K-9 'Finn' has law-enforcement career cut short due to parasite infection
Submitted by Howard Owens on November 3, 2010 - 9:42pm
K-9 "Finn" has tracked his last criminal and is on the verge of becoming somebody's family pet.
The 6-year-old police dog suffered a parasite infection in his hip about a year ago and his muscles have yet to regain their full strength.
“He’s not going to ever fully recover to the point to be able to do the job of a K-9 police dog,” Sheriff Gary Maha told the Ways and Means Committee on Wednesday.
Maha is asking the County Legislature to pass a resolution allowing the Sheriff's Department to donate "Finn" to a person in the community, and then accept -- as a gift from the Niagara Falls PD -- a K-9 about the same age.
Deputy Brian Thompson said he will be sorry to see "Finn" go, but with another police dog about to join his household, there just won't be room for "Finn."
"It's heartbreaking to me," Thompson said.
The new dog, whom Thompson already knows, will be the last K-9 Thompson will work with professionally. After 19 years, going back to his time in the Army, Thompson is stepping aside as a K-9 handler. The Sheriff's Office is already starting the process of finding a new handler.
The new handler will get a "green" dog, at a cost of $6,200 to $6,500, plus the cost of at least 16 weeks of training.
The Niagara Falls dog is available because its current handler was involved in a shooting and has had trouble returning to work. The dog will be donated to Genesee County.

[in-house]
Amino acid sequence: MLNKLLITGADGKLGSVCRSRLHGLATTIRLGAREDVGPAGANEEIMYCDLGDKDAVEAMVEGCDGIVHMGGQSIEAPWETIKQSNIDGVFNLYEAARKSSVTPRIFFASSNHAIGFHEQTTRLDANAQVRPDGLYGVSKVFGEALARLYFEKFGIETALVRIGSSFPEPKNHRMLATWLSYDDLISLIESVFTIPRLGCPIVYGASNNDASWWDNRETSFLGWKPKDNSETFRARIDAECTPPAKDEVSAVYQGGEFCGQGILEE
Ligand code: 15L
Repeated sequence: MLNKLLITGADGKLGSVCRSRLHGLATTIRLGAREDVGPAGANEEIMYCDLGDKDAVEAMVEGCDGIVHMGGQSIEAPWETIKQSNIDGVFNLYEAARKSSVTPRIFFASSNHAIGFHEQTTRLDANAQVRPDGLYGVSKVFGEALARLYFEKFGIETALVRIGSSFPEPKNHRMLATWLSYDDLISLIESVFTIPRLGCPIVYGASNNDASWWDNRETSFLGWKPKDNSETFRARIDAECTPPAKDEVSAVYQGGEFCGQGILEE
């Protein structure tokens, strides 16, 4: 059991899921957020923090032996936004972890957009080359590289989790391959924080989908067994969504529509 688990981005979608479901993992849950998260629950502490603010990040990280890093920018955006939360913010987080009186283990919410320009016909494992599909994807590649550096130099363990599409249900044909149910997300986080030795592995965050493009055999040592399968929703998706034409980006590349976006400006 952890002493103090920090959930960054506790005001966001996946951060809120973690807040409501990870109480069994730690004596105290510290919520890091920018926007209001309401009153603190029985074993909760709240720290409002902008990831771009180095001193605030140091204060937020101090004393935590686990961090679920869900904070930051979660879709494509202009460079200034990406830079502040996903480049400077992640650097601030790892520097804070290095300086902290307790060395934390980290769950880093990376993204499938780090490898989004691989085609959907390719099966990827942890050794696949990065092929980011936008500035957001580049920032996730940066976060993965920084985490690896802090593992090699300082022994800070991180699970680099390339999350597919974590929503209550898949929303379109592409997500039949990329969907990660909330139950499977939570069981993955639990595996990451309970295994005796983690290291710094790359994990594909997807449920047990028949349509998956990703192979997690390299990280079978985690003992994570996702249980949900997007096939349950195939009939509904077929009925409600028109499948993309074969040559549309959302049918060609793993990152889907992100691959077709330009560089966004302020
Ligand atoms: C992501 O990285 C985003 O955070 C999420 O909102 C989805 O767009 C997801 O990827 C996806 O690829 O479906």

Thompson said the expectation is that the dog will have two or three years of working life left before retirement. Thompson will continue on as a K-9 handler so long as that dog is able to work.
Meanwhile, Thompson continues to work with K-9 "Jay," whom Thompson said is "the best narcotics dog I've ever worked with."
"Jay" is 13 years old, however, and is no longer physically able to handle chasing suspects or tracking criminals.
"Finn" was only on the job for six months when he was out on a detail assisting Niagara Regional Police Services in Canada.
Thompson had to take him into a wooded area, and it turned out the area was full of ticks. The ticks were treated and the dog seemed fine at first, but parasites apparently weakened the muscles in his hip.
Over the next couple of months, he developed muscle tears while working and training. On one job, it became apparent that "Finn" was in a good deal of pain. He's been out of service for nearly a year.
A friend of County Attorney Charles Zambito raises purebred German shepherds and is interested in taking in Finn, but first the woman needs to ensure "Finn" and her other dogs will get along.
If that person accepts "Finn," Zambito will need to draft a contract relieving the county of any liability.
Both Maha and Thompson, however, said "Finn" would make an excellent family pet.
"He’s not a violent dog," Maha said. "He’s a very friendly dog."
"Finn" just isn't aggressive at all, said Thompson.
"Even in his job, he doesn’t like the aggression part of it," Thompson said. "It’s just not in him. We tried putting it in him with different training and different work, but it’s just not part of his personality. He’s not the least bit interested in harming anybody."